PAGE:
[July 20, 2017] As I sit here at Boy Scout summer camp the temperature is hot and the humidity oppressive but I’m thoroughly enjoying myself … and getting an education. The experience does remind me why I’ve always had great respect for those adult leaders who happily volunteer their time to teach Boy Scouts the importance of character and leadership.
Teaching leadership skills is one of the main efforts of scouting leaders and significant resources are dedicated to it. It means showing scouts good examples of successful adults; what they do, as well as how and why leadership is important. This leadership blog, for example, is full of lessons in leadership yet I see with my own eyes the application of those skills being applied here at camp daily.
I am reminded during this scouting camp that the main effort of good scout leaders the development of a boy’s character; that is what they consciously strive to improve upon most. Without a moral and ethical foundation for a boy (or girl), the teaching of leadership skills falls away. In other words, scouting is teaching about being a good person more than anything else.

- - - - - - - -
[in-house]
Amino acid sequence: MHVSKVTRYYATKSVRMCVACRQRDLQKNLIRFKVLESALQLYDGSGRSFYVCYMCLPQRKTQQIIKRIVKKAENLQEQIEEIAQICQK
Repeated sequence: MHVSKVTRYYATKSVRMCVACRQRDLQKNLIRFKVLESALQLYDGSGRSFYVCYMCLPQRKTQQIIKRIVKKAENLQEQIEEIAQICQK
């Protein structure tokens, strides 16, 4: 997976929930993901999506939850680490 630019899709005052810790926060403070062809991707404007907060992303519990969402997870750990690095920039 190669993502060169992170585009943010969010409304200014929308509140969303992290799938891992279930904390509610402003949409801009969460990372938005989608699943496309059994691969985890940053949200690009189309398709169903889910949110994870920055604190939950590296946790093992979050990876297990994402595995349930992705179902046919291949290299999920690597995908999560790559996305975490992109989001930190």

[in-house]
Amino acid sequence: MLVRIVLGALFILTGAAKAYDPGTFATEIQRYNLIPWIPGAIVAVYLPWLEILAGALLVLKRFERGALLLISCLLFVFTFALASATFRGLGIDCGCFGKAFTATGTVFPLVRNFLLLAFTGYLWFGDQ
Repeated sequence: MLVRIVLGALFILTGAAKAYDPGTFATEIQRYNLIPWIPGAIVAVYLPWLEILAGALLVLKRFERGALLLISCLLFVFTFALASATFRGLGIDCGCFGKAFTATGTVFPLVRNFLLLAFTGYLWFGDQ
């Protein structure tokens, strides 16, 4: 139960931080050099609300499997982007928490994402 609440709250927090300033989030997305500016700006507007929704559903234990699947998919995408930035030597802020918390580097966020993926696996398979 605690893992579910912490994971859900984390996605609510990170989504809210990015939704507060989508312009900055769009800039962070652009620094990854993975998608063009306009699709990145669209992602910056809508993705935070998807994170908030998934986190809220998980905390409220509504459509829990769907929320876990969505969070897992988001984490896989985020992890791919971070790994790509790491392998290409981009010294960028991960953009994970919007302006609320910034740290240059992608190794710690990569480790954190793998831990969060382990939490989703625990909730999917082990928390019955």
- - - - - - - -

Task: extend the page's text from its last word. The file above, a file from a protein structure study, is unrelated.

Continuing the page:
It is no surprise to those of us in the study of leadership that the mission of the Boy Scouts is to “… prepare young people to make ethical and moral choices over their lifetimes …” While there is serious and enthusiastic emphasis on leadership skills it is the development of character that trumps any skill that a boy may learn.
They have recognized the most fundamental fact about being a good citizen is that a boy will have to make many lifetime decisions and to be both successful and good, that those decisions must be based upon ethical and moral principles. In the troop that I have spent the past few days with in southern New Jersey, the Scout Master and Assistant Scout Master have shown me this through direct application.
Stories are told around the camp fire, scout competitions are conducted, ceremonies are taught a certain way, and merit badges are earned. All of these have character development at their heart.
Skills are learned (and that is a good thing) but in the final test of whether they have succeeded or not is a measure of how a boy has become a moral and ethical person. Why do the adult leaders do this? The answer is simple … they care.
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